I love my job, and have been around horses all my life….ours are not any worse off than any others I have been around. 🙂


    Caisson Soldier,
    Sergeant Type
    Hi Caisson Soldier,
    Thanks so much for the update and info on your life with these great horses! I’m sure you’ll be hearing from many people about these magnificent horses. What a fantastic job you have!
    All the best,

  25. We had the privilege of producing a TV program on the Heinz Hitch in 2006 before Heinz chose to disband them. We have on the drawing boards an episode at Arlington National Cemetery, but if anyone is interested in learning about their history and heritage, and how Heinz used Percherons at the turn of the century to deliver goods in Pittsburgh, and how they had currently covered over 50,000 miles a year in North America as Ambassadors for Heinz, under the care and stewardship of John Dryer and his family, the DVD may be ordered from http://www.JustHorseVideos.com.

    The episode received an Aegis Award of Excellence. It’s a fascinating look at the role the horses played in the early days of Heinz in Pittsburgh. Any questions anyone may have about the production can be answered by contacting us at HorseFlicks@aol.com

    Creating this episode was a special experience.

    Best regards-


    • Hello Jon,
      Thank you for this information. I’m sure many people will be very interested !

  26. I just visited the Caisson personally for a media article. I went in knowing these are working horses and soldiers on assignment. But being a lifelong horse person means your eye automatically scans each and every inch of the horses looking for any signs of ill treatment, conformational issues, or potential health problems. I saw none.

    The horses were beautifully cared for, well-fed, and in excellent shape physically. They appeared happy to do their jobs.

    My visit was during early morning prep time, before most of the horses were even bathed yet. It was on the last day of that work week, so if there were any raw spots from ill-fitting harness or sore legs from overwork I would have seen them.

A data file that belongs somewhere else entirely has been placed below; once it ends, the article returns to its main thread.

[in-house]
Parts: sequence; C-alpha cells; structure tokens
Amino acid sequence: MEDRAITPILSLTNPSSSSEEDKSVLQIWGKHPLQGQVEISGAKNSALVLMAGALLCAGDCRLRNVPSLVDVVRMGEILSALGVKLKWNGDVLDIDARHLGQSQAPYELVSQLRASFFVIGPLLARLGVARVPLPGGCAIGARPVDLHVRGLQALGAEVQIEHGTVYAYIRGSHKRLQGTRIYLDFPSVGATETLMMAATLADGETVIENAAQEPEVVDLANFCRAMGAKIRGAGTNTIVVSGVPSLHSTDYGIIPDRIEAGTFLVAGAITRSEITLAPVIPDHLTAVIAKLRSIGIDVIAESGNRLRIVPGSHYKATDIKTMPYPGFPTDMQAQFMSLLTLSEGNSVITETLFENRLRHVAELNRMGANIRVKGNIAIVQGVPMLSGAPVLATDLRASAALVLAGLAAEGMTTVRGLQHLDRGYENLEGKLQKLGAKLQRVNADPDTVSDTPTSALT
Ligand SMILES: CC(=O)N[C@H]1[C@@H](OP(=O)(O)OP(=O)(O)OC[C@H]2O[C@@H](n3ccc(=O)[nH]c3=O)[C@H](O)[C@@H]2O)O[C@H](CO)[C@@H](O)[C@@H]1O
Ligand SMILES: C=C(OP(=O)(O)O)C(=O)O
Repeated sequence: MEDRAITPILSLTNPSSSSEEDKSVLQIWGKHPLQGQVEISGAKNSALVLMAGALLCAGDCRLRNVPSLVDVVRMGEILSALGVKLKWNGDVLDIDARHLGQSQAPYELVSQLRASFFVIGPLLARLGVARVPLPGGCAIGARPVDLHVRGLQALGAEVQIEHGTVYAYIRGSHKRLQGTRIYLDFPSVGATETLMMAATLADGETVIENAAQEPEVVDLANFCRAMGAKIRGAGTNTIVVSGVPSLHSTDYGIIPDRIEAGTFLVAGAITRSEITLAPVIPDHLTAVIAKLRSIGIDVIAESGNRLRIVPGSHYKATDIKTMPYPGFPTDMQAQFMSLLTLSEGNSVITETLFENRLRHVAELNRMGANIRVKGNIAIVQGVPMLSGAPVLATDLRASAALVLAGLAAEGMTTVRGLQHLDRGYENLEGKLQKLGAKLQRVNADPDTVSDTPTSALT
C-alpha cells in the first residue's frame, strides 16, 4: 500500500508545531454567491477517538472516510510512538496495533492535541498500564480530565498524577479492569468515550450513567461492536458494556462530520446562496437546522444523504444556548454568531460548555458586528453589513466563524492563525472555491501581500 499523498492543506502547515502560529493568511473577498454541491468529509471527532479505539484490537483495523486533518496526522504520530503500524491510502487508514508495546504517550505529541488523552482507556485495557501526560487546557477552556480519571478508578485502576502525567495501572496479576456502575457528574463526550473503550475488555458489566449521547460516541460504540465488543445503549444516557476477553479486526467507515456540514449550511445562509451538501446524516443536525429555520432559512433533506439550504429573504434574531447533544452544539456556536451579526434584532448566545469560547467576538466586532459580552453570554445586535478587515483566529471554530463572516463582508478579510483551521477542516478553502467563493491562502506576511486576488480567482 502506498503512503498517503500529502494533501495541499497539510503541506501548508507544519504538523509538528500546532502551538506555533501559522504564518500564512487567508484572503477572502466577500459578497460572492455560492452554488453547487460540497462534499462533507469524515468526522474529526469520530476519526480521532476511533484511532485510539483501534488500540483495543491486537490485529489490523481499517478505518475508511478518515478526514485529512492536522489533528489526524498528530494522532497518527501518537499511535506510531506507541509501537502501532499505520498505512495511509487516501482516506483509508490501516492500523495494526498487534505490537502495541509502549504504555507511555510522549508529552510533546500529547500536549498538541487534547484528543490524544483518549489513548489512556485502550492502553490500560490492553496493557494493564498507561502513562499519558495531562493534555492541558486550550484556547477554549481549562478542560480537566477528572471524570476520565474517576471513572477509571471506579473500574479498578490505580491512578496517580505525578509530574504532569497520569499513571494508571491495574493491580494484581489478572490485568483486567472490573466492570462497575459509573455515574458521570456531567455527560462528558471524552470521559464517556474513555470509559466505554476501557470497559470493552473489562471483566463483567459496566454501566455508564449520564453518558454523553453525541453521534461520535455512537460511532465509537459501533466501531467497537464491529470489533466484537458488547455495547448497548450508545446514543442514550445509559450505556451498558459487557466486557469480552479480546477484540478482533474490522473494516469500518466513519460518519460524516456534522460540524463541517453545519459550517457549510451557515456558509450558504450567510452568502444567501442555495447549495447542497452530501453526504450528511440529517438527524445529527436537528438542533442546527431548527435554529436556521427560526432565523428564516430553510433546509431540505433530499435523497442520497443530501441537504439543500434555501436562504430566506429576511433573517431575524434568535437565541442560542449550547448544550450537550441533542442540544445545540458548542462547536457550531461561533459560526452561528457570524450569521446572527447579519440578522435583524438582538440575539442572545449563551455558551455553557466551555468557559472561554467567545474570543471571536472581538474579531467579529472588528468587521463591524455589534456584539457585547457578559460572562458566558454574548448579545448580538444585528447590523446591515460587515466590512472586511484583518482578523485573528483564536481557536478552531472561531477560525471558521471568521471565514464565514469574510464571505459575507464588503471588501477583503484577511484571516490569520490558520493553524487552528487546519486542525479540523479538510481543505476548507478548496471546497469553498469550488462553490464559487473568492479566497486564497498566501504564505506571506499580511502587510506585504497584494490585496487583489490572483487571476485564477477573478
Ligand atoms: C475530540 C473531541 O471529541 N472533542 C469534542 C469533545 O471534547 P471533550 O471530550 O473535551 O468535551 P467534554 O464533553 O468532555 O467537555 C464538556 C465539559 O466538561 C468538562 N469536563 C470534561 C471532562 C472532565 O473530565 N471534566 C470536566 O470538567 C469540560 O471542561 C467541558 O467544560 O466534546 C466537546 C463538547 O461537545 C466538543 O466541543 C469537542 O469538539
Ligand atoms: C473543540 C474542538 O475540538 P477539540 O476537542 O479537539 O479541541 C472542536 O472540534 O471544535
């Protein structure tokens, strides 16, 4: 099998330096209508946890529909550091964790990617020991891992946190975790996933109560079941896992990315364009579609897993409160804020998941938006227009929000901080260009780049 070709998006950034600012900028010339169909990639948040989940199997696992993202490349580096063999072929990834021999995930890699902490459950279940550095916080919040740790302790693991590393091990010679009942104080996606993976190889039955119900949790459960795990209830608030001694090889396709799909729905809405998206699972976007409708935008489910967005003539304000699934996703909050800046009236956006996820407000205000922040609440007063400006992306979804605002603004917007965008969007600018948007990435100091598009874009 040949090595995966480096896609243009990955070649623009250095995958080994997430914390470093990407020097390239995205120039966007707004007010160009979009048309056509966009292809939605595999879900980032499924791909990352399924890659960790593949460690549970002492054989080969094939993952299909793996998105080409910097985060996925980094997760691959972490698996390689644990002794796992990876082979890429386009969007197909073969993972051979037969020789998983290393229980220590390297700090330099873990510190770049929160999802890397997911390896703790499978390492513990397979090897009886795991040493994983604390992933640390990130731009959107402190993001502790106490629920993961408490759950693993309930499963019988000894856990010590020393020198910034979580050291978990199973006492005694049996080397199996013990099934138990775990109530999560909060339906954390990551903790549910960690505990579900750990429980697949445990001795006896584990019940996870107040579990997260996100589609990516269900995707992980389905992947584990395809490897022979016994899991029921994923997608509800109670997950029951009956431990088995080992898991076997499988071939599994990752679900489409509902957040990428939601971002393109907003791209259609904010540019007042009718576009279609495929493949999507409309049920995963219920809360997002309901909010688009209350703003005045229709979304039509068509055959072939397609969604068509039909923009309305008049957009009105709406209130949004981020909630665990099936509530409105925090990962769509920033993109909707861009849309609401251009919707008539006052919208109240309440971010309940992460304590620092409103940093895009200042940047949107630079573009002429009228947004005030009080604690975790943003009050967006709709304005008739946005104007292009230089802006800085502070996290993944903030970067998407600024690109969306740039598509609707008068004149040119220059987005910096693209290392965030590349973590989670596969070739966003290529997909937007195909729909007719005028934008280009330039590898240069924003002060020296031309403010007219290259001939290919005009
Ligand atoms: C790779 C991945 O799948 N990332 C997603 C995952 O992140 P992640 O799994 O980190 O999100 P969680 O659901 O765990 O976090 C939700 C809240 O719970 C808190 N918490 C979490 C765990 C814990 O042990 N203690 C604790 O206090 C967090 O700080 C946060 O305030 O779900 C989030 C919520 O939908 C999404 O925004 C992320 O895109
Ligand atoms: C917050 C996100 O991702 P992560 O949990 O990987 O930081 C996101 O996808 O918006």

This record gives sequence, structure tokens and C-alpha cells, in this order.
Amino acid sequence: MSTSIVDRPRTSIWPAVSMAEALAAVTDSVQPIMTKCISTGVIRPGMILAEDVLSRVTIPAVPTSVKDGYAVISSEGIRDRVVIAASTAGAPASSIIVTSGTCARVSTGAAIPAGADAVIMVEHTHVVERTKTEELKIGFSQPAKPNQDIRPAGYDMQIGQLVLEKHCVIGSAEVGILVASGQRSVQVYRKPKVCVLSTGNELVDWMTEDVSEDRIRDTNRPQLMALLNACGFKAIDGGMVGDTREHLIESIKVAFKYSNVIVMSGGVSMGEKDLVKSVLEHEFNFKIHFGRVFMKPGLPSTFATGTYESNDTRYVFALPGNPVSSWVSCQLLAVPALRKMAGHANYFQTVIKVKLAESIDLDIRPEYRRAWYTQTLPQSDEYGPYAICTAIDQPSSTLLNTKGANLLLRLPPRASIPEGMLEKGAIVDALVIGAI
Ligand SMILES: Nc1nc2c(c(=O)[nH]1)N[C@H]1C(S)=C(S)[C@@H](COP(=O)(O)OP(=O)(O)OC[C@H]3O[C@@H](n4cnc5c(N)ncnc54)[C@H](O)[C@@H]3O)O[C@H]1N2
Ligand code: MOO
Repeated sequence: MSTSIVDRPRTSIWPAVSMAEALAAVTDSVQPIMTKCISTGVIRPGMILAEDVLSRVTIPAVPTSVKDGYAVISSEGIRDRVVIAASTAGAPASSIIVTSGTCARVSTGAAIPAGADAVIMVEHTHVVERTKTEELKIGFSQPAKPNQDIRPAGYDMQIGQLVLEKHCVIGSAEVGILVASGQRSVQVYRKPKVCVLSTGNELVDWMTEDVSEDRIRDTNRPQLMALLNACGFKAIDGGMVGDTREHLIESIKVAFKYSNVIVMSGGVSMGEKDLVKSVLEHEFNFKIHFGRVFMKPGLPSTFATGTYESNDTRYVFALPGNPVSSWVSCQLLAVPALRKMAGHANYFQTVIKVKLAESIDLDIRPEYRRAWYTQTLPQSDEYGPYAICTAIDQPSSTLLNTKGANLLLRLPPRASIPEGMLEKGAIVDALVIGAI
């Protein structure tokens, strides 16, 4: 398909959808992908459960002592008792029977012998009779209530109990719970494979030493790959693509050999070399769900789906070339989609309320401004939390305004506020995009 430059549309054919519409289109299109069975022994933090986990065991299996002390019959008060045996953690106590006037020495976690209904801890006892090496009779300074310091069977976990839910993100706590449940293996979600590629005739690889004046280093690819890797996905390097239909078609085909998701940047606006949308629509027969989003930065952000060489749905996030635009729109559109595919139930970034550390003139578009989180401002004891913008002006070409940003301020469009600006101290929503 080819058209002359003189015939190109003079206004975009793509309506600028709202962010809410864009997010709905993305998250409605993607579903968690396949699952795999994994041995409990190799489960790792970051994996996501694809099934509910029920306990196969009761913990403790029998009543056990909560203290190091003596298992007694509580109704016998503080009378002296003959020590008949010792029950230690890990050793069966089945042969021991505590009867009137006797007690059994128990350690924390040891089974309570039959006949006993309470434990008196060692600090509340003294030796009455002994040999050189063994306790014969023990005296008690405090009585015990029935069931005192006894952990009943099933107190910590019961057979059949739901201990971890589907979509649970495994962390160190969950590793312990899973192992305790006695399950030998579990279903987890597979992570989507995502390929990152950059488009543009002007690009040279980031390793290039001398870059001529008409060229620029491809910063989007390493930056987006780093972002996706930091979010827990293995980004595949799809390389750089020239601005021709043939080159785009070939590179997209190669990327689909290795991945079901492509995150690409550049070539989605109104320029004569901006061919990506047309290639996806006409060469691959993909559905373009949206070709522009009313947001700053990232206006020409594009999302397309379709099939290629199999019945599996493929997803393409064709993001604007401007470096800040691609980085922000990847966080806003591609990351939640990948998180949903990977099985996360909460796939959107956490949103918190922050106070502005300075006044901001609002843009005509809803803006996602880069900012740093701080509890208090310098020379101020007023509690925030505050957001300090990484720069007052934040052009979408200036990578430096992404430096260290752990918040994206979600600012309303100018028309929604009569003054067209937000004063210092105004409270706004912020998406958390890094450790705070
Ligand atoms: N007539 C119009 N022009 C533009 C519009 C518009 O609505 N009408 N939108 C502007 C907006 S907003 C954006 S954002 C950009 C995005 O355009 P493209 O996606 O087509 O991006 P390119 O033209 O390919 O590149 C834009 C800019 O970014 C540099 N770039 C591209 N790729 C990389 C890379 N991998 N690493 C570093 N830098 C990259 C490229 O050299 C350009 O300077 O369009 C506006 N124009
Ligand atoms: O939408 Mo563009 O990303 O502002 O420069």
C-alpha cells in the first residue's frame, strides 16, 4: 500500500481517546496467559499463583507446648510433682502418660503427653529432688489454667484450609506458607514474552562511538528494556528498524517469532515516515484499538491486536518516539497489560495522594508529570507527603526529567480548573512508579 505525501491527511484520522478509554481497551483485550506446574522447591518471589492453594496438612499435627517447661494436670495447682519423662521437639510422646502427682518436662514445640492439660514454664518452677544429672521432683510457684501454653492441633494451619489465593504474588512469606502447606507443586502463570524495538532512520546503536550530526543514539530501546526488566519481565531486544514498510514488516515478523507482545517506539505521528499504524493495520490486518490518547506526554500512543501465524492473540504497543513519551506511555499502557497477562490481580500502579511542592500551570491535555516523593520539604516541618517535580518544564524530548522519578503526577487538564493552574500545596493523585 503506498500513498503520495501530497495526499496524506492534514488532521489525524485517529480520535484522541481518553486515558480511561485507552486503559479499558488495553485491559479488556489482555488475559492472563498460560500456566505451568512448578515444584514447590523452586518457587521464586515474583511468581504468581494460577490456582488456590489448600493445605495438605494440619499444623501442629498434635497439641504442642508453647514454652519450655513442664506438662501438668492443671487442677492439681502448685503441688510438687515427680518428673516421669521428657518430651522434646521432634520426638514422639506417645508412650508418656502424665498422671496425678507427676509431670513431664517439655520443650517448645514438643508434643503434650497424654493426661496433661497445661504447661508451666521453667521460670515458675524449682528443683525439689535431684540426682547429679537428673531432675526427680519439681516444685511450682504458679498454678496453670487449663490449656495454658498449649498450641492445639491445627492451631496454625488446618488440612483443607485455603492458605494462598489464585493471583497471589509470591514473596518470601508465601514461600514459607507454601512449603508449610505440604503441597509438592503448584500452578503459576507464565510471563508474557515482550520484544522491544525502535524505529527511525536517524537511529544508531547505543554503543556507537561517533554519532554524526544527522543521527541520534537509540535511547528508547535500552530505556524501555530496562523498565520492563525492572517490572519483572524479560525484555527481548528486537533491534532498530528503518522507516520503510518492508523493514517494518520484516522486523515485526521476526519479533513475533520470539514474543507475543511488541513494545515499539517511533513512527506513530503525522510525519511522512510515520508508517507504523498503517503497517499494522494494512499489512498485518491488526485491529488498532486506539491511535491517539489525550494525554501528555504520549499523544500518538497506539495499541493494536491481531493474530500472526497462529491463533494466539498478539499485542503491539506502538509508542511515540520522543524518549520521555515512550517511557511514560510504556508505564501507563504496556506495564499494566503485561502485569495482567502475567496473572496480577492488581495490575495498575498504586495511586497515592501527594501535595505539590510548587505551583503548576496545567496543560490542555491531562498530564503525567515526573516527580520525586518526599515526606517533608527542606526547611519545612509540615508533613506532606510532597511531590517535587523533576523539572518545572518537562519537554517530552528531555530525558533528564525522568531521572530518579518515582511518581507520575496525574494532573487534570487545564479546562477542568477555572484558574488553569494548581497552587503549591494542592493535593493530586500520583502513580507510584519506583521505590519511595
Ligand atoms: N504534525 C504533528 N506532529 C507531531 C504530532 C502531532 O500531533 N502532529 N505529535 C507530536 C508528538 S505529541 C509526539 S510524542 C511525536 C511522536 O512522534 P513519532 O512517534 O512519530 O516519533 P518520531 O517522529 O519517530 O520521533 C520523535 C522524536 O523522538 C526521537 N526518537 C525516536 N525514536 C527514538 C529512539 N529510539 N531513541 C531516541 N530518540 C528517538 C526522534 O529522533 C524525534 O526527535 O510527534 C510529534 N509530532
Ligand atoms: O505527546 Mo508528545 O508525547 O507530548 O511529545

Ditto their temperament–mistreated horses are very quick to be distrustful. Anyone with horse experience will tell you that is one of the most obvious warning flags you’ll see. The Caisson horses I saw were friendly and actively sought contact with the soldiers.

    The soldiers were genuinely affectionate to the horses. I even remarked about the absence of ‘white hairs’ from harness fit, and the horses’ good condition, and in reply the Section Sergeant told me that his men were proud to be responsible as a team for having horses in such nice condition.

    There were nearly twenty horses on site that morning and without exception all horses were in excellent shape.

    I saw zero evidence of mistreatment of horses as suggested in above messages.

  27. Further observations–
    Regarding the grazing question, it was made clear to me that the horses work one full week, then rotate for a week off at Fort Belvoir which has grassy paddock turnout. Caisson has a large nicely kept horse trailer as well that is appropriately sized for draft horses for moving them there.

    The soldiers I spoke with during my visit with the Platoon told me they have approximately 50 horses. I saw at least 20 horses on site the day of my visit.

    Twenty is a substantial chunk of the 50 total. And due to the Platoon’s structure, each soldier will handle nearly every horse within a fairly short period of weeks–therefore rough treatment would accumulate on a horse faster than it could heal up.